A developed understanding of the beneficiary’s interest in commercial trusts through a comparative study of Chinese law

Published date01 June 2020
DOI10.1177/1023263X20924508
Date01 June 2020
Subject MatterArticles
Article
A developed understanding of
the beneficiary’s interest in
commercial trusts through
a comparative study of
Chinese law
Ruiqiao Zhang
*
Abstract
Trusts have existed for centuries, while societies and economies have developed in the inter-
vening years. This requires renovations, or new judicial interpretations, of what a trust is in order
to adapt it to modern circumstances. Based on a discussion about the theoretical basis for the
research – the new role of trusts in a commercial context and the essence of the trust – the
author provides a developed understanding of the beneficiary’s interest to adjust the traditional
trust notions to meet the demands of commercial practices. She argues that, based on a case
study of Chinese law, a beneficiary’s right can be explained as a special personal claim consisting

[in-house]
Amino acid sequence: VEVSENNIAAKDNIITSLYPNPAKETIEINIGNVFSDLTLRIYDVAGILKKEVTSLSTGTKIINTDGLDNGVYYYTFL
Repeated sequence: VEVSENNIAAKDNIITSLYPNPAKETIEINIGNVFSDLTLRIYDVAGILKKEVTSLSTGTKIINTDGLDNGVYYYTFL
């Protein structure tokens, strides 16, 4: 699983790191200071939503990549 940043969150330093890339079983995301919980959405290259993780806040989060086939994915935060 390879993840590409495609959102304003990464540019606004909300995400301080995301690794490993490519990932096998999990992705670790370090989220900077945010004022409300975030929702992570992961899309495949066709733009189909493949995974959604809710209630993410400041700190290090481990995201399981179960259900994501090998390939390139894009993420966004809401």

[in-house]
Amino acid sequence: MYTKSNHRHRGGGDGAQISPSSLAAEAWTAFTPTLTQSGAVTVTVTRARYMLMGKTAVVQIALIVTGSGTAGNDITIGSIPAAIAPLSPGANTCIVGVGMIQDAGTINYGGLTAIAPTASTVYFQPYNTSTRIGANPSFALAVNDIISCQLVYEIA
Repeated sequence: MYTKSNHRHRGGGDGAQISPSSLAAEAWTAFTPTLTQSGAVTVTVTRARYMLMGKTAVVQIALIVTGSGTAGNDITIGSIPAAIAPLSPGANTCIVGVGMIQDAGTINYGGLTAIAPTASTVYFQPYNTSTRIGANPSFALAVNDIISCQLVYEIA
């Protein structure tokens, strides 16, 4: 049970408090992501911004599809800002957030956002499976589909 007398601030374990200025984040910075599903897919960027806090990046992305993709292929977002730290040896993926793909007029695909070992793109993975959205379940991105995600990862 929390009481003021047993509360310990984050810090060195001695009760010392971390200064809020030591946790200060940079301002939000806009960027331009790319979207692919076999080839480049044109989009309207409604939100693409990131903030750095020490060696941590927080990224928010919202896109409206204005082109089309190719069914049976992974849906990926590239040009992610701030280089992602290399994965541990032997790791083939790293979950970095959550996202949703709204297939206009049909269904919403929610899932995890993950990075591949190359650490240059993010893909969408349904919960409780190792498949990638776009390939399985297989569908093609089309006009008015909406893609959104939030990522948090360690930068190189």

of three parts: the main claim (personal claims), appurtenant rights (rights of supervision) and
security rights (rights of revocation). The theory of beneficiary’s special personal claim provides a
more unified and comprehensive understanding of the nature of the beneficiary’s interest, par-
ticularly in newly developed commercial trusts.
Keywords
Trust law, comparative law, the nature of a beneficiary’s interest, law and finance, rule of law
Introduction
Trusts, originally used in common law to protect family landhol dings over generations, have
developed into a vehicle that is not only adopted as a guardian of family property, but also for
entrepreneurial and commercial uses. The new role that the trust plays in financial markets has also
*
School of Law, University of Edinburgh, Edinburgh, UK
Corresponding author:
Ruiqiao Zhang, DCL, LLMs, LLB & BSc, Lecturer, School of Law, University of Edinburgh, Old College, South Bridge,
Edinburgh EH8 9YL, UK.
E-mail: zhangruiqiao@gmail.com
Maastricht Journal of European and
Comparative Law
2020, Vol. 27(3) 343–357
ªThe Author(s) 2020
Article reuse guidelines:
sagepub.com/journals-permissions
DOI: 10.1177/1023263X20924508
maastrichtjournal.sagepub.com
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